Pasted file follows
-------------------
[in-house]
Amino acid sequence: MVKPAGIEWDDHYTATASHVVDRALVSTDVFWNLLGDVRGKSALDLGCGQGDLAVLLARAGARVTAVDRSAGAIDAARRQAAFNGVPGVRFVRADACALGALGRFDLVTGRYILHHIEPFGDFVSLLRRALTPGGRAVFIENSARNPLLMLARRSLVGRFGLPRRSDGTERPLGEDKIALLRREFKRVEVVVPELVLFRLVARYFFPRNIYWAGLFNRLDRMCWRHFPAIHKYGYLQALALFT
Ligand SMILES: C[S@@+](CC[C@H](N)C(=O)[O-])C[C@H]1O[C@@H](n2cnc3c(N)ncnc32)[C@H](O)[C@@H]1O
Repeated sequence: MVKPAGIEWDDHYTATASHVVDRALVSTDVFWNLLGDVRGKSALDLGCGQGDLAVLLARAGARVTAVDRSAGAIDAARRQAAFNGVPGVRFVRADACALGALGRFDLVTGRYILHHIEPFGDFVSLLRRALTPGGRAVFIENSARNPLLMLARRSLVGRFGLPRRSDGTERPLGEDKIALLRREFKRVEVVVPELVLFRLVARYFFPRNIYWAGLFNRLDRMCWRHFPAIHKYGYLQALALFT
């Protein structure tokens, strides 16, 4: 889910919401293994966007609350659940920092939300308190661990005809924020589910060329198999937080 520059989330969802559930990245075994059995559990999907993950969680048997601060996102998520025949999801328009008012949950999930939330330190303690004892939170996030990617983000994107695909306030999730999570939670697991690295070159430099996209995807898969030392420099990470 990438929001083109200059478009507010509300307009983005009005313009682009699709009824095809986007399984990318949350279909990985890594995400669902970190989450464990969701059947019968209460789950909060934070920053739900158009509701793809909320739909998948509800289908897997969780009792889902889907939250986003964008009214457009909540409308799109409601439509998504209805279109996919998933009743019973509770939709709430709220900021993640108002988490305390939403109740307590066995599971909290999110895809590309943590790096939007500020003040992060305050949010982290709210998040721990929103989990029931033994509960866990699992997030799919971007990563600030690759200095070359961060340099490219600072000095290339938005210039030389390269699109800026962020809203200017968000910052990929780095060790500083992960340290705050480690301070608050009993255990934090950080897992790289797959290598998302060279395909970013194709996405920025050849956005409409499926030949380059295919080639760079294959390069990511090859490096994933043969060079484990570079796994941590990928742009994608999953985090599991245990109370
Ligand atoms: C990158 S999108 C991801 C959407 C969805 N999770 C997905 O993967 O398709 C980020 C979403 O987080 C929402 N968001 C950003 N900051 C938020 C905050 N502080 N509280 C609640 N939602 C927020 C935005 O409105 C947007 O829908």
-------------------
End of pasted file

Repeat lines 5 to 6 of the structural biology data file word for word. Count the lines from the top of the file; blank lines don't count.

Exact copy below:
């Protein structure tokens, strides 16, 4: 889910919401293994966007609350659940920092939300308190661990005809924020589910060329198999937080 520059989330969802559930990245075994059995559990999907993950969680048997601060996102998520025949999801328009008012949950999930939330330190303690004892939170996030990617983000994107695909306030999730999570939670697991690295070159430099996209995807898969030392420099990470 990438929001083109200059478009507010509300307009983005009005313009682009699709009824095809986007399984990318949350279909990985890594995400669902970190989450464990969701059947019968209460789950909060934070920053739900158009509701793809909320739909998948509800289908897997969780009792889902889907939250986003964008009214457009909540409308799109409601439509998504209805279109996919998933009743019973509770939709709430709220900021993640108002988490305390939403109740307590066995599971909290999110895809590309943590790096939007500020003040992060305050949010982290709210998040721990929103989990029931033994509960866990699992997030799919971007990563600030690759200095070359961060340099490219600072000095290339938005210039030389390269699109800026962020809203200017968000910052990929780095060790500083992960340290705050480690301070608050009993255990934090950080897992790289797959290598998302060279395909970013194709996405920025050849956005409409499926030949380059295919080639760079294959390069990511090859490096994933043969060079484990570079796994941590990928742009994608999953985090599991245990109370
Ligand atoms: C990158 S999108 C991801 C959407 C969805 N999770 C997905 O993967 O398709 C980020 C979403 O987080 C929402 N968001 C950003 N900051 C938020 C905050 N502080 N509280 C609640 N939602 C927020 C935005 O409105 C947007 O829908």